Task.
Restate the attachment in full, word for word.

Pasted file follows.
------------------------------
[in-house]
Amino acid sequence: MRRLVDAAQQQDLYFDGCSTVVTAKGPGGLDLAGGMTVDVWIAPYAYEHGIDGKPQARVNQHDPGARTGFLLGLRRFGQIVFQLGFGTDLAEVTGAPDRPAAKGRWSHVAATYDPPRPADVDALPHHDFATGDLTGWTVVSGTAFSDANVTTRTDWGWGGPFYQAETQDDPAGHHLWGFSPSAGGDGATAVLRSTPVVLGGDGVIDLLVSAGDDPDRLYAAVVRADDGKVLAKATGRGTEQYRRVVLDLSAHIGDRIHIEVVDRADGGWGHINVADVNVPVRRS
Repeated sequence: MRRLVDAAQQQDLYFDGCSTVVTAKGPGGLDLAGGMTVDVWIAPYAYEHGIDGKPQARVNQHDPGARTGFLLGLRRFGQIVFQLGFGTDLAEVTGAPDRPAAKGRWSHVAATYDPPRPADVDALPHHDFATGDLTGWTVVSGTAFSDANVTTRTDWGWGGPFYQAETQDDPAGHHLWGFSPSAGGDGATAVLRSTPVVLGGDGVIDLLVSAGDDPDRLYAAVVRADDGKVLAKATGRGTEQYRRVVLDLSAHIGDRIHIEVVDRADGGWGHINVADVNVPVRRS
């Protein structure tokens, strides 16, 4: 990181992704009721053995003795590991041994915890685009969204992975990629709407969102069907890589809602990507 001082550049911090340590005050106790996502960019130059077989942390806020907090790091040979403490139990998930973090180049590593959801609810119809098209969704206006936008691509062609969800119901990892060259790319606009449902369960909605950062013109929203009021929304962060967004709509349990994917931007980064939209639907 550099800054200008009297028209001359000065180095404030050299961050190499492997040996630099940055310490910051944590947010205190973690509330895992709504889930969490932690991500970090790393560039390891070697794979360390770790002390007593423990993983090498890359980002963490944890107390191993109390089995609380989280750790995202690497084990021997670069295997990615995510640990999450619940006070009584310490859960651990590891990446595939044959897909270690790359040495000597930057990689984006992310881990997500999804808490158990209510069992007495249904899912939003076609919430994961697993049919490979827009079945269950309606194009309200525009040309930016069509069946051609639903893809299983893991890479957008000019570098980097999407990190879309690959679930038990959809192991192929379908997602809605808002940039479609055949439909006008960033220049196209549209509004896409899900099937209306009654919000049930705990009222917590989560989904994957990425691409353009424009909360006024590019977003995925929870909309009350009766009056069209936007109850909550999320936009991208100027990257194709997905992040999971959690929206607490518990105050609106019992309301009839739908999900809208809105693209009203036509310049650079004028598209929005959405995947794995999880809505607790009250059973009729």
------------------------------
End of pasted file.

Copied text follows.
[in-house]
Amino acid sequence: MRRLVDAAQQQDLYFDGCSTVVTAKGPGGLDLAGGMTVDVWIAPYAYEHGIDGKPQARVNQHDPGARTGFLLGLRRFGQIVFQLGFGTDLAEVTGAPDRPAAKGRWSHVAATYDPPRPADVDALPHHDFATGDLTGWTVVSGTAFSDANVTTRTDWGWGGPFYQAETQDDPAGHHLWGFSPSAGGDGATAVLRSTPVVLGGDGVIDLLVSAGDDPDRLYAAVVRADDGKVLAKATGRGTEQYRRVVLDLSAHIGDRIHIEVVDRADGGWGHINVADVNVPVRRS
Repeated sequence: MRRLVDAAQQQDLYFDGCSTVVTAKGPGGLDLAGGMTVDVWIAPYAYEHGIDGKPQARVNQHDPGARTGFLLGLRRFGQIVFQLGFGTDLAEVTGAPDRPAAKGRWSHVAATYDPPRPADVDALPHHDFATGDLTGWTVVSGTAFSDANVTTRTDWGWGGPFYQAETQDDPAGHHLWGFSPSAGGDGATAVLRSTPVVLGGDGVIDLLVSAGDDPDRLYAAVVRADDGKVLAKATGRGTEQYRRVVLDLSAHIGDRIHIEVVDRADGGWGHINVADVNVPVRRS
């Protein structure tokens, strides 16, 4: 990181992704009721053995003795590991041994915890685009969204992975990629709407969102069907890589809602990507 001082550049911090340590005050106790996502960019130059077989942390806020907090790091040979403490139990998930973090180049590593959801609810119809098209969704206006936008691509062609969800119901990892060259790319606009449902369960909605950062013109929203009021929304962060967004709509349990994917931007980064939209639907 550099800054200008009297028209001359000065180095404030050299961050190499492997040996630099940055310490910051944590947010205190973690509330895992709504889930969490932690991500970090790393560039390891070697794979360390770790002390007593423990993983090498890359980002963490944890107390191993109390089995609380989280750790995202690497084990021997670069295997990615995510640990999450619940006070009584310490859960651990590891990446595939044959897909270690790359040495000597930057990689984006992310881990997500999804808490158990209510069992007495249904899912939003076609919430994961697993049919490979827009079945269950309606194009309200525009040309930016069509069946051609639903893809299983893991890479957008000019570098980097999407990190879309690959679930038990959809192991192929379908997602809605808002940039479609055949439909006008960033220049196209549209509004896409899900099937209306009654919000049930705990009222917590989560989904994957990425691409353009424009909360006024590019977003995925929870909309009350009766009056069209936007109850909550999320936009991208100027990257194709997905992040999971959690929206607490518990105050609106019992309301009839739908999900809208809105693209009203036509310049650079004028598209929005959405995947794995999880809505607790009250059973009729």